Jails Head’s Message On Force Puts Unions In ‘Show Us’ Mode


Leaders of two Corrections unions took issue last week with a memo from Commissioner Joseph Ponte reminding officers that they may use force against inmates bearing weapons.

The memo, dated Jan. 28, said, “In recent weeks staff have encountered inmates in possession of weapons who were attempting to or who have caused injury to another inmate and were refusing orders to cease their actions and drop the weapon. All staff are reminded that force may be used against an inmate...”

Justifiable Conditions


The memo lists eight conditions under which COs may use force, including “to defend oneself or another from a physical attack or from an imminent physical attack; to prevent the commission of crimes, escapes, throwing or an attempt to throw blood, seminal fluid, urine or feces, or to quell an inmate disturbance; [and] to effect an arrest when resistance is encountered.”

Other circumstances include preventing “serious damage to property,” stopping inmates from hurting themselves or, “as a last resort, when an inmate in restraints is still dangerous to himself or others,” according to the memo.

Use of force against inmates brandishing or using weapons “includes any necessary or immediate escalation from chemical agents to physical force, batons to Tasers, or any other tool that is readily available…”

‘Must Be Proportionate’

Officers are reminded that “the force used must be proportionate to threat posed,” and that it must cease when the threat is over or the inmate has been immobilized.

COBA commented that the memo raised more questions than it answered.

“After three years of implementing ill-advised reform measures that have done absolutely nothing to quell the jail-violence epidemic, the Commissioner sends out a knee-jerk teletype that contradicted his previous positions on the use of force,” the union’s president, Elias Hu­sam­udeen, said in a statement.

“The bottom line is that when it comes to our officers defending themselves from vicious inmate assaults, we need a clear and coherent policy, not an ad hoc reminder that raises more questions than it answers and causes further confusion.”

‘Not That Cut-and-Dried’

Patrick Ferraiuolo, president of the Correction Captains Association, said the memo sent a mixed message. “What they have written is not always honored,” he said in an interview. “It would be nice if it were that cut-and-dried, but it’s not.”

He continued, “Staff are afraid to use force against an inmate for multiple reasons. They’re afraid of being disciplined or indicted. They’re gun-shy, and you really can’t blame them.

“If an inmate’s not on your back or your partner’s back, call a supervisor [to oversee any use of force]. Your last resort should be using force because you don’t know what the Monday morning quarterbacks are going to do.”

Even in cases in which the use of force is found to be justified, he said, jail bosses review the videotape looking for procedural violations.

Mr. Ferraiuolo said he appreciates Mr. Ponte’s memo, but “unfortunately he’s not the judge and jury.”

Celestino Monclova, a former CO who ran in 2012 for the presidency of COBA, said in an email, “After observing hundreds of correctional staffers viciously condemned for proactively doing their job, it should be painfully obvious to everyone who dons a uniform that the only justifiable use of force today is the complete avoidance of one.”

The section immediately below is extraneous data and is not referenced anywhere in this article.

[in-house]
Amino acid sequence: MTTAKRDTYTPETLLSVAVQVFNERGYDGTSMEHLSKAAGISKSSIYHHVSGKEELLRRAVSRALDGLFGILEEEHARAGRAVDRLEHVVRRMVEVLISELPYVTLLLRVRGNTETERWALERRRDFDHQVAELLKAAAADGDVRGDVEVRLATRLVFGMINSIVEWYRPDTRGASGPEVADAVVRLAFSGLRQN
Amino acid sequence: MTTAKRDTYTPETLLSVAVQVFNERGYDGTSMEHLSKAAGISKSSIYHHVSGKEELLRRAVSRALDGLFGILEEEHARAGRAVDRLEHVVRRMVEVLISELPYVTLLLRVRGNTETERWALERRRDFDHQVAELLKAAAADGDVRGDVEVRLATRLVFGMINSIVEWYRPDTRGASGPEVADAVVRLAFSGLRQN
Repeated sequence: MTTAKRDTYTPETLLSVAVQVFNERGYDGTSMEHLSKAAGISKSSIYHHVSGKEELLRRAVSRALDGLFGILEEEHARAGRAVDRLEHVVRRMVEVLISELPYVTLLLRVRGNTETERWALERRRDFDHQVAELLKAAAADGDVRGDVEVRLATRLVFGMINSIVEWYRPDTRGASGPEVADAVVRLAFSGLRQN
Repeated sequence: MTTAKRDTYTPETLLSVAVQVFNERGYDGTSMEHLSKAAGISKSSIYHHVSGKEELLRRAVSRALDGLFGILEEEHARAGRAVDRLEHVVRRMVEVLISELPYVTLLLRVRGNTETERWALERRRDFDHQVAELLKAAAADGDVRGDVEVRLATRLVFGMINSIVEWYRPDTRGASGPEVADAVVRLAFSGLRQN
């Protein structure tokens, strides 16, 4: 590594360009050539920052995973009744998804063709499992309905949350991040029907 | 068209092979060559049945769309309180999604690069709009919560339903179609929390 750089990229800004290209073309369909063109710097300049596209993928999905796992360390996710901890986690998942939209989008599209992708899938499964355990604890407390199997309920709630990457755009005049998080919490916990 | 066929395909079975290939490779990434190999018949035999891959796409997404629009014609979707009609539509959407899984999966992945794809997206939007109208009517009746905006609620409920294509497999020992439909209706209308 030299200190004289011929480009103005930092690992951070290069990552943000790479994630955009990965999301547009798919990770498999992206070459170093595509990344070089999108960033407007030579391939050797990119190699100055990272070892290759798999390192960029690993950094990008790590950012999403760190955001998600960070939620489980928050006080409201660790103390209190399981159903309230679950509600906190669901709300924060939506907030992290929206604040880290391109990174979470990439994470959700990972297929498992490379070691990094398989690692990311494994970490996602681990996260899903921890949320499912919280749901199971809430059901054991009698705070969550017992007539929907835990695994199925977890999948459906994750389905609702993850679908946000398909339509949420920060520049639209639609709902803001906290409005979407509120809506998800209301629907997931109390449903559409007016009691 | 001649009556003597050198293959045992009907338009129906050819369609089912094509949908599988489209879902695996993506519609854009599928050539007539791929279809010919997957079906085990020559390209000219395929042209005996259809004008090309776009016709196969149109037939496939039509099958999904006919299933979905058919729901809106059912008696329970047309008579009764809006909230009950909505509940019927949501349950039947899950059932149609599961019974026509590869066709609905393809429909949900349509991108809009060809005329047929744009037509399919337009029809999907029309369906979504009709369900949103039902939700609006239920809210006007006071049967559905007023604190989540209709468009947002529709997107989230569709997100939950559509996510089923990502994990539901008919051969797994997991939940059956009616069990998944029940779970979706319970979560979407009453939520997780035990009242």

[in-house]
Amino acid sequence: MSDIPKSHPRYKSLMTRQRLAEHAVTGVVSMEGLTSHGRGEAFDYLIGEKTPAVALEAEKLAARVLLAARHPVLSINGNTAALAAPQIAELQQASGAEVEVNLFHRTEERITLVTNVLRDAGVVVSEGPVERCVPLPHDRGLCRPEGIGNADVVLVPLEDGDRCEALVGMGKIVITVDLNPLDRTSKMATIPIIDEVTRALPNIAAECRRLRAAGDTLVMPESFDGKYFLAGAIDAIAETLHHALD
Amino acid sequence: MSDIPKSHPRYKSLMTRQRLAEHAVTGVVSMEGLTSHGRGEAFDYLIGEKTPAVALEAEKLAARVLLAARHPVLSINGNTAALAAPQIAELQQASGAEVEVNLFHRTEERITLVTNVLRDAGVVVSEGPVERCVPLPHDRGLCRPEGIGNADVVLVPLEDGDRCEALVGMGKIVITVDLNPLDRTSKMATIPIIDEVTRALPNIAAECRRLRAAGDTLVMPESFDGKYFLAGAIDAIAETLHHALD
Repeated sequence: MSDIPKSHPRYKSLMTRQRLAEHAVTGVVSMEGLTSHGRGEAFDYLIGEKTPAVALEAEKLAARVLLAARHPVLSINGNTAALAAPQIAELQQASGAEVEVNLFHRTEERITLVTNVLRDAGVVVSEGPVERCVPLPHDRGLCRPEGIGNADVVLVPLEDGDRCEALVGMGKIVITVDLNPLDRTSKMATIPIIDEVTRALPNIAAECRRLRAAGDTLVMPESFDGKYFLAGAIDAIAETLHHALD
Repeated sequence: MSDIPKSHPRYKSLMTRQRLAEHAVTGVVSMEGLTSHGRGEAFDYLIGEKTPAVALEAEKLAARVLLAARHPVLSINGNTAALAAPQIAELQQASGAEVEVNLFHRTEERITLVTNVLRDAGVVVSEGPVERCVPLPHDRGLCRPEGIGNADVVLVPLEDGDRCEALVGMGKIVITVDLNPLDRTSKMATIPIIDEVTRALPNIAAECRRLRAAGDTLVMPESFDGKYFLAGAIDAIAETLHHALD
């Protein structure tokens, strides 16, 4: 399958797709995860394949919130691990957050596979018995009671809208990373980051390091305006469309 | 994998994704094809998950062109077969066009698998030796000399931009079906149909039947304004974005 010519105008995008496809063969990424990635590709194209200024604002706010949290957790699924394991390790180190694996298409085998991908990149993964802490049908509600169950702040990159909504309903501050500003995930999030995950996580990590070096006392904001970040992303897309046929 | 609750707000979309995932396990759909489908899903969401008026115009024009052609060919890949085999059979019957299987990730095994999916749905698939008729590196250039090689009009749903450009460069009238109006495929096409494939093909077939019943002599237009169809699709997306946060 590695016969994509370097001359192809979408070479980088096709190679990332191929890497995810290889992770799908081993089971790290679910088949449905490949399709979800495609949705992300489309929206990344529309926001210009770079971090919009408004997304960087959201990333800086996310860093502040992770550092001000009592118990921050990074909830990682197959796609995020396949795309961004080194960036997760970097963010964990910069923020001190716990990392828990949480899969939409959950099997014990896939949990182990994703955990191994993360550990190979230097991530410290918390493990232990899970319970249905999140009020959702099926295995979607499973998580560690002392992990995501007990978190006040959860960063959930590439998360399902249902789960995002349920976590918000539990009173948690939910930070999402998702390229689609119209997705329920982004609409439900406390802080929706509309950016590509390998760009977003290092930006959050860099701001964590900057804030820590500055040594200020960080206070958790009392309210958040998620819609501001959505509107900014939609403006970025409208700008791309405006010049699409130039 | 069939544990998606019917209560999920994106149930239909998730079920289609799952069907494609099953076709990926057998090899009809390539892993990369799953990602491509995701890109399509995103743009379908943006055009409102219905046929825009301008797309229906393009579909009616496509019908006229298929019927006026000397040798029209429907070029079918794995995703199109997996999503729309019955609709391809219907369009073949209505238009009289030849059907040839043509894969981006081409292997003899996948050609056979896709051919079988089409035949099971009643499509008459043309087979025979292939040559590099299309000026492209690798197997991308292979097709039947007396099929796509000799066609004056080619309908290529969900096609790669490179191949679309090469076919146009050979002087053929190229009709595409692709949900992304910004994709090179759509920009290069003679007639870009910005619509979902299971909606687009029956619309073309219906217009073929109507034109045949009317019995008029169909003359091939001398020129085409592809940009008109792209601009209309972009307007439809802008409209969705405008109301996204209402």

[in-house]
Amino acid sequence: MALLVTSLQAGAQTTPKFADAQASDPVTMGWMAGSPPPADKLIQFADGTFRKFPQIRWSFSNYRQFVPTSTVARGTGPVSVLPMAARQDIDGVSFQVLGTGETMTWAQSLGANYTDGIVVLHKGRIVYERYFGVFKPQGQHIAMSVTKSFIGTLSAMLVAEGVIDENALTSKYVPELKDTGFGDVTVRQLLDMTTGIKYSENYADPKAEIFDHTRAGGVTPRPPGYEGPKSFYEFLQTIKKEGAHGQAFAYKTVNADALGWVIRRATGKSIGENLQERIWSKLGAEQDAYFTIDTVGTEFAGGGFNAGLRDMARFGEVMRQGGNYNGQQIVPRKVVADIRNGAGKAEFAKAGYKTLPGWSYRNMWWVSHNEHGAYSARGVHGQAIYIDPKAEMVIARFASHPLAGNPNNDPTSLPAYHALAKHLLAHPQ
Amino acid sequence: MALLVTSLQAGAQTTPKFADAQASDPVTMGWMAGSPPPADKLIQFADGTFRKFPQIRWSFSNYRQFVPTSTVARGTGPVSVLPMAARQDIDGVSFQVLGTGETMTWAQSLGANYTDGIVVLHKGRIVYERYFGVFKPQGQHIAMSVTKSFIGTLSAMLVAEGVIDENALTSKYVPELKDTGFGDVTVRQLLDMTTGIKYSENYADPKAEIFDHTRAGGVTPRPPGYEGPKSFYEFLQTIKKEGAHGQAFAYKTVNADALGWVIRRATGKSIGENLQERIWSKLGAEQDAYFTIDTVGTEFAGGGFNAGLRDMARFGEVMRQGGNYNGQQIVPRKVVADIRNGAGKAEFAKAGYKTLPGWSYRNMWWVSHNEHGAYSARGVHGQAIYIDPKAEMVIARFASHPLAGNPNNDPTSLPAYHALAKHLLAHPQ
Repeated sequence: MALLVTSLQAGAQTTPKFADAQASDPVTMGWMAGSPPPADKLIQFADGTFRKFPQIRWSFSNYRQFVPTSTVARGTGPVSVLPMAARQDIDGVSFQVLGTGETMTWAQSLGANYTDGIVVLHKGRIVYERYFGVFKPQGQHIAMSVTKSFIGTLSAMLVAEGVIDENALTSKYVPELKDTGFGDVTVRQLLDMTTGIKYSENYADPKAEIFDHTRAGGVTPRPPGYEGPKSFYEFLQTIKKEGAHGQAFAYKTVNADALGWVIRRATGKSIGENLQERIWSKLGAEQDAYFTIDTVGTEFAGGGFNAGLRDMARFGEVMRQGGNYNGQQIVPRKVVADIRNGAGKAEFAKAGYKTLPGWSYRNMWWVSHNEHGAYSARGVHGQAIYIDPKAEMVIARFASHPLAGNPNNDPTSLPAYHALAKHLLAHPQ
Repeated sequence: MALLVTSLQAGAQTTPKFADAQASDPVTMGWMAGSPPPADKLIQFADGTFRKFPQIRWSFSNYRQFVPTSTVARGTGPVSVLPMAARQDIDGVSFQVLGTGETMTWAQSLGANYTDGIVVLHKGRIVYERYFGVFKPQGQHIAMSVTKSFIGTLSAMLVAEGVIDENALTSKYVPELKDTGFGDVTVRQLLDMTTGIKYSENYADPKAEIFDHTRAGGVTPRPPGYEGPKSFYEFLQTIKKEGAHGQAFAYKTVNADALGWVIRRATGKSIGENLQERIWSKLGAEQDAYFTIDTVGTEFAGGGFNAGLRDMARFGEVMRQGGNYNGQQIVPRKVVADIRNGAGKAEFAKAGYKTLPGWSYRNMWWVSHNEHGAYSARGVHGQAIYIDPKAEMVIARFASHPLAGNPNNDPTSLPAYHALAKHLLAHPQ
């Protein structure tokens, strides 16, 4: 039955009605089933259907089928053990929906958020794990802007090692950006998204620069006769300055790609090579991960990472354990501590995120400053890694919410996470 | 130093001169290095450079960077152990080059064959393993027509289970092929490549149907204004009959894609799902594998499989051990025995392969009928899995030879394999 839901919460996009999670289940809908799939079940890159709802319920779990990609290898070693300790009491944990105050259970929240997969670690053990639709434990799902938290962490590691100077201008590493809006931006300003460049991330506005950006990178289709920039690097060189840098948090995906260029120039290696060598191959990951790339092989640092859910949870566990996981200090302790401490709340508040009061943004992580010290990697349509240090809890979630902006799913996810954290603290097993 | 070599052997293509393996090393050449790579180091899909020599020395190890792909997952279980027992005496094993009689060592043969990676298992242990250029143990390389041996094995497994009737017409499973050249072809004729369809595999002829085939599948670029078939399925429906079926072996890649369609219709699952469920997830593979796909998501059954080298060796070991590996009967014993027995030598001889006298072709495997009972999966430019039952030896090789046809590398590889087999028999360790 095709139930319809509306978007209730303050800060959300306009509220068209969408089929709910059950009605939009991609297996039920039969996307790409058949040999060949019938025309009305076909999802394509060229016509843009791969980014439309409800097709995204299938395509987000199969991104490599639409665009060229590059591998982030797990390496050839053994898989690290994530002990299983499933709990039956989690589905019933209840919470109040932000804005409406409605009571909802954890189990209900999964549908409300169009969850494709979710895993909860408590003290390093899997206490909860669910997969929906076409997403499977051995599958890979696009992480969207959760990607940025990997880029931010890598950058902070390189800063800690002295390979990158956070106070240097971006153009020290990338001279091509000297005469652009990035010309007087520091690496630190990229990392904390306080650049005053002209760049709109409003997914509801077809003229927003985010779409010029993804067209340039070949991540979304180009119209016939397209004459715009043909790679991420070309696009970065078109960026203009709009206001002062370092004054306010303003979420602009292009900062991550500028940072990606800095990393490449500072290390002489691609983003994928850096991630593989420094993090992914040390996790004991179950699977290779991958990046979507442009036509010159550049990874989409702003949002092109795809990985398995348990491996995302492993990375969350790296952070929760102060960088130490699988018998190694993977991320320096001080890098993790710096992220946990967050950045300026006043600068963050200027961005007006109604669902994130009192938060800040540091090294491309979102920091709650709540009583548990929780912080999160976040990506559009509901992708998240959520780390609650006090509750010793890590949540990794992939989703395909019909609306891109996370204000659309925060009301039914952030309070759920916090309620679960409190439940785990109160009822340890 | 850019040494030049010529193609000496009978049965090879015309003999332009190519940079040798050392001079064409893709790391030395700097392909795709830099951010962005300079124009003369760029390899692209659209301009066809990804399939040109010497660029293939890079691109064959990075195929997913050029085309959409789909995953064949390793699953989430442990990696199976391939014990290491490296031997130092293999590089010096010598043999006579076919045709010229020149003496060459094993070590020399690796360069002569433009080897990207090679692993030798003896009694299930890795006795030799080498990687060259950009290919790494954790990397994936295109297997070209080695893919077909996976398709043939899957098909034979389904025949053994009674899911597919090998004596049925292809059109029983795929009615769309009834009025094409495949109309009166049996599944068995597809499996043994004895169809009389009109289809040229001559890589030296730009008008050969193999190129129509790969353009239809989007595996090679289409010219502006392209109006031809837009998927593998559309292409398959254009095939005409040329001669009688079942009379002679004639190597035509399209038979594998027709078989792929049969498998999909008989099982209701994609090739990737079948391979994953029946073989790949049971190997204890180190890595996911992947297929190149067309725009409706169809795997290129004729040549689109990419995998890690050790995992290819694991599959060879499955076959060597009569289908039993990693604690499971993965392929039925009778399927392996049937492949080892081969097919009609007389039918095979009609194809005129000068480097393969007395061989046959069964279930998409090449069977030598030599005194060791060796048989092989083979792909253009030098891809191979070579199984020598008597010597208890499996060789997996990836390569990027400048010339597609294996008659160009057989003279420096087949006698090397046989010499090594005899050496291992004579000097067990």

Alludes to Court Woes

At least 11 officers were convicted of felonies in state and Federal courts last year in assaults on inmates.


The Department of Correction declined to explain the timing of the memo.

“The message was meant to ensure that staff understand that they are authorized to use the force necessary for safely ending an incident when responding to situations in which an inmate is armed,” said Peter Thorne, a spokesman for Mr. Ponte. “We sent it out of an abundance of caution and commitment to safety.”

Some of the language of Mr. Ponte’s memo echoes that of a 2015 consent judgment in Mark Nunez et al. v. City of New York, a Federal class action that alleged “unnecessary and excessive force inflicted upon inmates” by staff members. U.S. Attorney Preet Bharara, whose office prepared a report comparing violence in adolescent units at Rikers Island to “Lord of the Flies,” joined in the suit before it was settled.

Use-of-Force Mandate

The judgment required the city to come up with a new use-of-force policy “that sets forth the following general principles: ‘(i) the force used shall always be the minimum amount necessary, and must be proportional to the resistance or threat encountered; (ii) the use of excessive and unnecessary force is expressly prohibited; (iii) [DOC] has a zero-tolerance policy for excessive and unnecessary force; and (iv) the best and safest way to manage potential use-of-force situations is to prevent or resolve them without physical force.’”

The policy needed “an explicit requirement stating that ‘all force shall cease when control of the inmate has been established,’ the judgment said.

Last year DOC completed its phase-out of solitary confinement for inmates 21 or younger, an action that puts New York at the forefront of jail systems but that correction officers feel makes it harder to control violent inmates.

Mixed Mayoral Message

Those who previously would have gone into solitary to spend 23 hours a day locked up are assigned to special housing units where they spend 17 hours a day in their cells and the rest in general-purpose areas ming­ling with other inmates and receiving counseling or educational programs.

The de Blasio administration claims that jail violence is down, but sought repeated extensions of the deadline for ending solitary for 19-to-21-year-olds because of disruptions that followed moving inmates out of confinement.